But most importantly, I said my goodbyes. Whether it was breakfast, lunch, dinner, coffee, afternoon tea, drinks, an email, a text, a whatsapp, a tweet, a movie, a show, a date … or even sex, I said goodbye to everyone.  And I thank all of you for listening to me over the years (my poor, poor colleagues had to listen to so much!). And thanks for making me laugh. I’ll miss you and I’ll see you next summer (yours, not mine … mine starts again in three months: I’ll be a giant freckle by the time you next see me).

Cheers to those I’m saying goodbye to, and those I’m about to greet :).

The elephant in the room – Part 2

My kitchen and bathroom have been re-tiled by a tradesman who was recommended by a neighbour.  He’s a tall, good-looking Polish man and has done an impeccable job; the recommendation was valid. I pay him and go to work.  An hour later I emerge from the tube and my phone beeps with a text message.

It’s Maciek, the guy I’ve just paid. There’s clearly a problem with either the payment or my flat, and I’m anxious as I open the message.

“I think you’re very attractive and was wondering if you would like to go for a drink sometime?”

I smile at the pleasant surprise – there’s nothing wrong with my flat and my attraction to Maciek is mutual.  I happily agree to a date and three days later we meet for a drink.   We have a pleasant evening together, but I decide I don’t want to see him again.

That date was in 2007.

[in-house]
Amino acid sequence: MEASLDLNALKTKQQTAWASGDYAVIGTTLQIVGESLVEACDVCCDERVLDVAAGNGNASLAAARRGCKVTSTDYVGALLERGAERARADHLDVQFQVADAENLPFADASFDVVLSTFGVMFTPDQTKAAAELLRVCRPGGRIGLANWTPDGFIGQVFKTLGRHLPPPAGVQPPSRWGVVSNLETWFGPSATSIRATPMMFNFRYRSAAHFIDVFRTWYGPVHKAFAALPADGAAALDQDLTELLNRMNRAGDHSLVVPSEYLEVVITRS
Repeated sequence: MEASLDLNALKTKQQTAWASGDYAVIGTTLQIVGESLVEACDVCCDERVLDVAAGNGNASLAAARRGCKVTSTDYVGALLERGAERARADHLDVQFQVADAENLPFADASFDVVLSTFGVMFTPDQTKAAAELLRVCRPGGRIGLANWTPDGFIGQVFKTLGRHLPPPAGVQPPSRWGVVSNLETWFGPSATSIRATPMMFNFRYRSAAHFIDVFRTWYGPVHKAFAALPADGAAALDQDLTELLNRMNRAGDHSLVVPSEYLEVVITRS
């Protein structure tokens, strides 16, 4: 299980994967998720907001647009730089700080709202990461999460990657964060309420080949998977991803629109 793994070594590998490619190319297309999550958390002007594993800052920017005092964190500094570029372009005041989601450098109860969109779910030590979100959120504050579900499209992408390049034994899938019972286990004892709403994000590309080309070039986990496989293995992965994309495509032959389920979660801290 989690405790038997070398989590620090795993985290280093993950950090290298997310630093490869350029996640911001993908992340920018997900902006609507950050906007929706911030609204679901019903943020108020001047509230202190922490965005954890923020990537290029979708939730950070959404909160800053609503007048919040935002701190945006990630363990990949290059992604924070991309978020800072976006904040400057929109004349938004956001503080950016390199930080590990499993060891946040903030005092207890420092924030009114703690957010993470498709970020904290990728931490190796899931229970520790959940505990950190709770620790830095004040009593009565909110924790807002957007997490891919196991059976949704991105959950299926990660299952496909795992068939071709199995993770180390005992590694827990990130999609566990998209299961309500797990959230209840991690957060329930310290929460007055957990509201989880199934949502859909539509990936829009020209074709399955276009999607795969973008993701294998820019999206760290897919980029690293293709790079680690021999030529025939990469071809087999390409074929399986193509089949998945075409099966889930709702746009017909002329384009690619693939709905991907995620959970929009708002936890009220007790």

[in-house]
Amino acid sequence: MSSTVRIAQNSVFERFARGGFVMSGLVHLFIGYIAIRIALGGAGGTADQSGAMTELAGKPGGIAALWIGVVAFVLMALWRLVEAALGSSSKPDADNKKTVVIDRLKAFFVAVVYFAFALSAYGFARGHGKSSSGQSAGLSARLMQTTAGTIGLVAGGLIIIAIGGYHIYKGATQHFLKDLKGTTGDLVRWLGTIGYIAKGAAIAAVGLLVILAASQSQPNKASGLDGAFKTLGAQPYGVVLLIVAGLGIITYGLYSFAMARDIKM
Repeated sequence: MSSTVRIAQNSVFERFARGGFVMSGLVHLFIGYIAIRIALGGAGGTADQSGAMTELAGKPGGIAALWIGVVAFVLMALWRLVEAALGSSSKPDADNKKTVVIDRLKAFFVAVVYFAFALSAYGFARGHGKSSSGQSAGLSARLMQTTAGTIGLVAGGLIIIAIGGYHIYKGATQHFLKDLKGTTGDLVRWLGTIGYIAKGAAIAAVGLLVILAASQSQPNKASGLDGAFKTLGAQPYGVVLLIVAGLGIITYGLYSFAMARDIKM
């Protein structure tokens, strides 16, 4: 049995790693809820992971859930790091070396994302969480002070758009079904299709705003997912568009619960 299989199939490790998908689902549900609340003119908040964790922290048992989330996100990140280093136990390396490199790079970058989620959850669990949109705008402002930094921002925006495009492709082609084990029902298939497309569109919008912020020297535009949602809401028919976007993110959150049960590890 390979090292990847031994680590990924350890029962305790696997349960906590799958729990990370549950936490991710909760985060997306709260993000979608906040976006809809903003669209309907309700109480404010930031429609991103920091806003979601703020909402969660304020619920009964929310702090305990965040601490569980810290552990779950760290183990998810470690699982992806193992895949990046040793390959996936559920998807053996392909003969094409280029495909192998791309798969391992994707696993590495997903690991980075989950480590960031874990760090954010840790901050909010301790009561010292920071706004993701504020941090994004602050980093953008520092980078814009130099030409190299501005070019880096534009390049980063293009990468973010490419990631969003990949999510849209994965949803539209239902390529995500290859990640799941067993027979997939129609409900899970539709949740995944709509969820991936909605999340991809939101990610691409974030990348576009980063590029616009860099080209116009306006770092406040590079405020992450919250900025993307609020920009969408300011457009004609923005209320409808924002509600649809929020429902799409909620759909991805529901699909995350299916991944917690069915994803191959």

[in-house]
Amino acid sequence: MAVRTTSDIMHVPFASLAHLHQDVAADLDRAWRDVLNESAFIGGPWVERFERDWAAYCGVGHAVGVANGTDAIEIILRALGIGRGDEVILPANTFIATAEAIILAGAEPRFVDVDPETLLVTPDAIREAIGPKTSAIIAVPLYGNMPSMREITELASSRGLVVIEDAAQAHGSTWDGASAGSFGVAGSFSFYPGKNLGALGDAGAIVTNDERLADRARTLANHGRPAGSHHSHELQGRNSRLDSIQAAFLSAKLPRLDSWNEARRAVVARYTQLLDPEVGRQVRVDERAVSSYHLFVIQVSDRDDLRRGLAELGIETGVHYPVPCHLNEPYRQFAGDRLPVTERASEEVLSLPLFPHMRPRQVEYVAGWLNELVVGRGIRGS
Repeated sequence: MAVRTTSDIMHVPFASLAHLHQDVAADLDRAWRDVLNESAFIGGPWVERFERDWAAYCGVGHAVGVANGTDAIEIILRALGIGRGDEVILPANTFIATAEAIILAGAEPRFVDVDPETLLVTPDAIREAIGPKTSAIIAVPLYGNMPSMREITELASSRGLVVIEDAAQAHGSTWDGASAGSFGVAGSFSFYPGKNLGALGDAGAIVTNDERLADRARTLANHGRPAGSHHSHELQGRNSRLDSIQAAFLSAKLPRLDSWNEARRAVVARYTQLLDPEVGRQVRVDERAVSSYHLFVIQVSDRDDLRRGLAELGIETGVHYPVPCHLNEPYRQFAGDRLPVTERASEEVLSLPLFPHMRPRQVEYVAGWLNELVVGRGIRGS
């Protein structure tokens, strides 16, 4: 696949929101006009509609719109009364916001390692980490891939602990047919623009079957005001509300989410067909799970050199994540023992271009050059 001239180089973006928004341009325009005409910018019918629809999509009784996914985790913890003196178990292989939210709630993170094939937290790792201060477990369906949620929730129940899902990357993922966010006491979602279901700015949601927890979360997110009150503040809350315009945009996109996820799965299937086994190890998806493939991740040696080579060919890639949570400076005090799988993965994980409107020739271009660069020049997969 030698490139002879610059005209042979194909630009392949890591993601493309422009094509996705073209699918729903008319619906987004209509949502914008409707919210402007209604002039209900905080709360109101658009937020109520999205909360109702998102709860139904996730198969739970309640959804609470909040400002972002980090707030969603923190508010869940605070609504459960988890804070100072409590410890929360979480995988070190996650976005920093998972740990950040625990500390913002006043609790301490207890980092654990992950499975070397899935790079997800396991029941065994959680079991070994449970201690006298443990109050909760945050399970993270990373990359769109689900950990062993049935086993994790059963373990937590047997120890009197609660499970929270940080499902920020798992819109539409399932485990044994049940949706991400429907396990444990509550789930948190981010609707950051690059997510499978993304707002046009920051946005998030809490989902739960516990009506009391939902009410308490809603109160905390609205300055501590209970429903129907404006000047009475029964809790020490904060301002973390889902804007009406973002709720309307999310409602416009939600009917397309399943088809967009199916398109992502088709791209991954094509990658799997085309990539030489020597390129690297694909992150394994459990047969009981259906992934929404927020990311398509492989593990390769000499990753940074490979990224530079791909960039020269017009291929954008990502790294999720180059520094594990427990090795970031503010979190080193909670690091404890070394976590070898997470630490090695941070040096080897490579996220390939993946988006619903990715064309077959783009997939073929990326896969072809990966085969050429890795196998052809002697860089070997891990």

Maciek and I didn’t go out again but he’s continued to contact me every three months … for the past SIX YEARS.  His last message was (verbatim) “Simone, let me know if I should bugger off for good and delete your phone number as I don’t want to be charged with stalking 🙂 I didn’t reply and haven’t heard from him since.

Wednesday 31st July. It’s my final day at work and I open an email from the estate agent dealing with leasing my flat.

“Hi Simone – I visited your flat last Tuesday with Maciek (MW Contracted Building) who said he’s done some tiling and other work for you before. He quoted £1,300 for painting. I also asked him to include replacement of silicone in the kitchen and bathroom. Please let me know if you would like to go ahead.”

The blood drains from my face as three things simultaneously dawn on me.

  1. This is the Maciek who I went out with six years ago who still contacts me
  2. He was IN my flat last Tuesday
  3. When he was in my flat there was a hot pink vibrator perched barefaced in the middle of my bed

Shock turns to amusement. I smile as I email the estate agent asking them to get a second quote.  I don’t want him coming again (no pun intended).


Thursday 1st August, 6pm (the day after the email from the estate agent and 10 days since Maciek was in my home). I exit my flat to go to a comedy gig in Battersea.  When I get to the end of the street a car pulls over and the driver winds down his window.  I walk over to him as he clearly wants directions.

In the seconds that I’m talking to this stranger, a van drives past and slows down.  I glance at the licence place.  It’s Maciek’s van.  Ugh.  Between seeing the vibrator on my bed and me leaning over to talk to a guy in a car, I can’t imagine Maciek’s opinion of me is improving.  I just hope my luck soon does.

The elephant in the room – Part 1